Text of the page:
By Julian Dierkes
The Dutch Centre for Research on Multinational Corporations (SOMO) published a report focused on a whole list of issues related to financial and governance structures for the Oyu Tolgoi project. The report was written by SOMO’s Vincent Kiezebrink and Rhodante Ahlers, and Mongolian NGO Oyu Tolgoi Watch’s D Sukhgerel.
The report is nearly 50 pages long and covers many different aspects of financial and governance arrangements around OT.
How @RioTinto‘s tax schemes lead to nearly $700 million tax losses for Canada & Mongolia. #stoptaxdodging #OyuTolgoi https://t.co/x4ZPhsbeZq
— SOMO (@SOMO) January 31, 2018
The most significant and novel information centres around the tax arrangements that Rio Tinto has made to move profits from OT production around the globe in order to minimize the taxes that are paid on these profits. In the report, these are chapters 4 and 5. But despite the best efforts of the authors, including some nice representations of ownership structures, these tax structures remain fundamentally obscure even to someone like me who is well-informed about the political context in Mongolia. And, perhaps, this is the biggest conclusion to take away from this investigation into tax structures, namely that they are inscrutable and deliberately so.
I think this report is a pretty significant contribution to discussions of the OT project in Mongolia and my guess is that it will receive significant attention. The report therefore deserves our closer attention for more detailed comments, and I hope that we’ll be able to write more posts to focus on specific aspects of the report.
Below are some of the issues mentioned in or questioned raised by the report that I hope we’ll be able to comment on:
- A lot of the discussion of Oyu Tolgoi, including the SOMO report, gloss over some assumptions that evaluations are based on. It would be better if these were explicit.
- Can we think of the relationship between Rio Tinto and the Government of Mongolia in wrestling terms?
- Expectations of Rio Tinto and of the government of Mongolia are very high when it comes to governance structures and the provision of maximum benefits to Mongolians. That is appropriate, but it is also unrealistic (from both perspectives, the investor’s and the government’s) that perfection will be achieved. After all, we are not all Norwegian.
- None of the tax schemes described in the report appear to be illegal. But isn’t it ironic that the EU initially black-listed Mongolia as a tax heaven, but that in this case Luxemburg appears to be very much in the business of corporate registration for the sole purpose of tax reduction. Hello, EU pot, meet a Mongolian kettle!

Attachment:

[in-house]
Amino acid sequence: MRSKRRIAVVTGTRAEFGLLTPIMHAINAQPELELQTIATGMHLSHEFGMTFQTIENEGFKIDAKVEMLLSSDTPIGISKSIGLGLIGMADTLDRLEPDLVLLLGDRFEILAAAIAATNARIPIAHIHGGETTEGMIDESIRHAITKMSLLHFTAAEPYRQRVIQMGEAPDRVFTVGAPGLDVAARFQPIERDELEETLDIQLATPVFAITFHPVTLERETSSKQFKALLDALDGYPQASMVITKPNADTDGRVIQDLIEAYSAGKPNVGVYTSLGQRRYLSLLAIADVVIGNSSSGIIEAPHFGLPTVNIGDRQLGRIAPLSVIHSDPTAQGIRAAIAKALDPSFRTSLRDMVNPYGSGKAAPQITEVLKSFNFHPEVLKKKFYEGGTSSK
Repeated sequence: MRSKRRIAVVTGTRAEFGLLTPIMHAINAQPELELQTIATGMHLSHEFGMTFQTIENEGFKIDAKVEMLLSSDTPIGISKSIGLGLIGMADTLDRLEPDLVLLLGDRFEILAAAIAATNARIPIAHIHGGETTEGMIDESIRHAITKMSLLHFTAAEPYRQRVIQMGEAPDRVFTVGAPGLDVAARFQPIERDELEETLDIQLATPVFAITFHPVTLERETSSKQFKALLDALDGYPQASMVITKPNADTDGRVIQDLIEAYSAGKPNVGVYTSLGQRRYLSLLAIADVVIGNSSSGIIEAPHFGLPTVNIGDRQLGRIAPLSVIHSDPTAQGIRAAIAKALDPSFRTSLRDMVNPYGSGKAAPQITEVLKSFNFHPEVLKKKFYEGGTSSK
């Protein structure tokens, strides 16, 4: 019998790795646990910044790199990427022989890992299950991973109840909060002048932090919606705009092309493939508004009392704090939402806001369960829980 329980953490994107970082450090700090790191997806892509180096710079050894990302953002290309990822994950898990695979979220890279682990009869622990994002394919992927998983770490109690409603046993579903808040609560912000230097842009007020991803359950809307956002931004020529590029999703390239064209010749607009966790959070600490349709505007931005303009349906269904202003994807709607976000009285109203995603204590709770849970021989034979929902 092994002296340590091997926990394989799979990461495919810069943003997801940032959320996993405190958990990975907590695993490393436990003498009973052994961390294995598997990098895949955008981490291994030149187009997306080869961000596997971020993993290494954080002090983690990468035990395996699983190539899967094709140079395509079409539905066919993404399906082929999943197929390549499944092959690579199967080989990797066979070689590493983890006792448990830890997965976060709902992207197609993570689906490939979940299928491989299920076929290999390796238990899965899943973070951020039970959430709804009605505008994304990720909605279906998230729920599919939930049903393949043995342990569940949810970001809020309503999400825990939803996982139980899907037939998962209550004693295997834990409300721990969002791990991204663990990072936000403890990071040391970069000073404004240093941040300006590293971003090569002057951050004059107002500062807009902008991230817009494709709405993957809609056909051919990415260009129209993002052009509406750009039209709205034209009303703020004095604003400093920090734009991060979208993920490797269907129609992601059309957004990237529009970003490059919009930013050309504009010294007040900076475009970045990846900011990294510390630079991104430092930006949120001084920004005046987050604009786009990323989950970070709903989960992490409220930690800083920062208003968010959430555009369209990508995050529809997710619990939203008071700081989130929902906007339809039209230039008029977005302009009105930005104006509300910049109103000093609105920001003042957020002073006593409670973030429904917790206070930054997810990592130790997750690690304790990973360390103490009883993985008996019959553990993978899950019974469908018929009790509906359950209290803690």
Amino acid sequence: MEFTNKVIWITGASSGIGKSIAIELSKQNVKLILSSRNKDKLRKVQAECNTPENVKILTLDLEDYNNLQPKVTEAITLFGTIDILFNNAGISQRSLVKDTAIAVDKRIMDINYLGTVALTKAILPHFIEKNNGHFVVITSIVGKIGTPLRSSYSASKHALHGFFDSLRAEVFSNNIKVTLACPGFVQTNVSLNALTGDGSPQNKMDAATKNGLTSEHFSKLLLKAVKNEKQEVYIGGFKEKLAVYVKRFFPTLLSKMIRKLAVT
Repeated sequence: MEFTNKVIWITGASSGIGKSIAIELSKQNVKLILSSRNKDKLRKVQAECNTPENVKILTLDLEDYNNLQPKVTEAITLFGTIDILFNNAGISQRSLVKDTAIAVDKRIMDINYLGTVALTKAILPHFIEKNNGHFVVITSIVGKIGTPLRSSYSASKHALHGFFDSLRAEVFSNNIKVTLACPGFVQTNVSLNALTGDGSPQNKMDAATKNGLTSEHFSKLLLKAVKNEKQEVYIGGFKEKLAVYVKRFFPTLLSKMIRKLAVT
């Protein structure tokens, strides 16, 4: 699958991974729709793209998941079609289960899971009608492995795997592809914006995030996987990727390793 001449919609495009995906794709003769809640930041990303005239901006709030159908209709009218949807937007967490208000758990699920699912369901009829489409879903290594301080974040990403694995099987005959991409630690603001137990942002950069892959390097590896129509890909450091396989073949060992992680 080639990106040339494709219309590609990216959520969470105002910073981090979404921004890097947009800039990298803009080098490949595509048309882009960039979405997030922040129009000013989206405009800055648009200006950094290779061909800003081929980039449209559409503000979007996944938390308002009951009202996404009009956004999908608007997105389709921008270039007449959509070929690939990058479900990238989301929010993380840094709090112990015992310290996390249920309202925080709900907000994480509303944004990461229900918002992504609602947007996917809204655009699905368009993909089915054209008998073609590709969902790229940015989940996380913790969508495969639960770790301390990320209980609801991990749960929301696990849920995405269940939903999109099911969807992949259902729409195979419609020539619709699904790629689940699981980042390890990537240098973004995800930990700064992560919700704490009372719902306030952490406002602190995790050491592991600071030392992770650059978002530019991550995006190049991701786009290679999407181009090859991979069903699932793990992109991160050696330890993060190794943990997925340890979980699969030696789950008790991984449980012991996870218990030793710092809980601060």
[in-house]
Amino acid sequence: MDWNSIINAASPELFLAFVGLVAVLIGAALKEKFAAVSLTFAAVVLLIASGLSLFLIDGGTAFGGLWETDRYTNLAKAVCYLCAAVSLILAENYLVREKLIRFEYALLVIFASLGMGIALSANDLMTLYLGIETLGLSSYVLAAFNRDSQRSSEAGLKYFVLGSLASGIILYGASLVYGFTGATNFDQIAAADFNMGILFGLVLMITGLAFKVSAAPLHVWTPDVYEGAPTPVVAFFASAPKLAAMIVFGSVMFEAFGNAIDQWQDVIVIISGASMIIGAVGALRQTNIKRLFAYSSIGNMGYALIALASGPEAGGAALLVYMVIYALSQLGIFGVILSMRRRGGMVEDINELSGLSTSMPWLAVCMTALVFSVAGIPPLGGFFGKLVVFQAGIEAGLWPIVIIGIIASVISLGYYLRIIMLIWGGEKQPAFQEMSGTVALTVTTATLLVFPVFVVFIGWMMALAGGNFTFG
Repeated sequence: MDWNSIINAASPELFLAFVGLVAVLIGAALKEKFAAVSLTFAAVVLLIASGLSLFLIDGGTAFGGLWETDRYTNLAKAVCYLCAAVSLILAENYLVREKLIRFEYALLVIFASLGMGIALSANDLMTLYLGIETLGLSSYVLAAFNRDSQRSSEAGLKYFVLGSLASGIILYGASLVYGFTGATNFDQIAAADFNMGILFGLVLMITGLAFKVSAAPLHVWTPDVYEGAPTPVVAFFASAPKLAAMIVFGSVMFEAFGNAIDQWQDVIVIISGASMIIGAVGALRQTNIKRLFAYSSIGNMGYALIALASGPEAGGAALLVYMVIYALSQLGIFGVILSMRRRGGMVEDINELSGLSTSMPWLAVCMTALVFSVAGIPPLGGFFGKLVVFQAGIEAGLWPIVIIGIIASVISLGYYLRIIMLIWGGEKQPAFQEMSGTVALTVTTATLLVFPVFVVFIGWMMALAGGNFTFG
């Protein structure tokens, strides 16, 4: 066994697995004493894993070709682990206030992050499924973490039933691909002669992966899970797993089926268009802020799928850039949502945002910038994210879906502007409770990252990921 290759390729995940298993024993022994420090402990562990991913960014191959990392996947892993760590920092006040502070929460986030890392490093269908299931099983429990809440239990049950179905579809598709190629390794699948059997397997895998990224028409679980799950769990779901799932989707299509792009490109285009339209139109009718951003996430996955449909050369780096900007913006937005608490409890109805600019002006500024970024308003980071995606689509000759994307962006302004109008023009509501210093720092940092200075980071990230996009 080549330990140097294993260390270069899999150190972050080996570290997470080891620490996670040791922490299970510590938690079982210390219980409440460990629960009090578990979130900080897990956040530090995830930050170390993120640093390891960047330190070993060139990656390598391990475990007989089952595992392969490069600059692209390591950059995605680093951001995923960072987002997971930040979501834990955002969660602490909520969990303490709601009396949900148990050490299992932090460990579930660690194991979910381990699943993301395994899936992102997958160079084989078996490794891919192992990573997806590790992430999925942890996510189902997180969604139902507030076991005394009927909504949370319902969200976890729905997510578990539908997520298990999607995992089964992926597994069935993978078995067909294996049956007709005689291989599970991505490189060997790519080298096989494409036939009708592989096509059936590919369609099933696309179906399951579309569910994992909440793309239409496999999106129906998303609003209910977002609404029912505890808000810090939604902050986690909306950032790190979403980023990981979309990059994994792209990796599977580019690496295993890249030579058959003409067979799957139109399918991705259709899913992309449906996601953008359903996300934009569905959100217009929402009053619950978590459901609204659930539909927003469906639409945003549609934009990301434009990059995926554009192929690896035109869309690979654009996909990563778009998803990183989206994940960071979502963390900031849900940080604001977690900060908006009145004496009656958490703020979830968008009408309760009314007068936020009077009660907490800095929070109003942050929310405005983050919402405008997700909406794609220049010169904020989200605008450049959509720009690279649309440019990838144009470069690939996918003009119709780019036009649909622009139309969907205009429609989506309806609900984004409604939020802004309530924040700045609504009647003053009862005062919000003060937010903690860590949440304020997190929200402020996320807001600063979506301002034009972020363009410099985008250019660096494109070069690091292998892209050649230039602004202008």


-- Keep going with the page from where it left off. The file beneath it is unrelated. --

- What role do OECD governments play in enabling these kinds of schemes to minimize taxes? Given our location in Canada, what role has EDC financing played, and what about investment in TRQ by public pension funds?
- Some calculations that are made by Rio Tinto (and many other investors) appear fundamentally flawed. The OT project is expected to be productive for many decades. Does it really make sense for Rio Tinto to save x% on taxes by engaging in the schemes described in the report and not really addressed in the Rio Tinto response, when the deliberate obfuscation that is an element in all of these schemes clearly raises political risks associated with OT significantly? Yes, from an investor perspective, there have always been complaints about repeated efforts by individual Mongolian politicians or by governments to re-open discussions about the Investment Agreement, but a lack of transparency breeds mistrust which forces responsible Mongolian politicians into a continued examination of the relationship. Corporations would point to their obligation to maximize shareholder value, but should they not nudge shareholders into understanding long-term benefits vs. short-term tax savings? Should public funds that invest in TRQ and similar projects not be aware of that?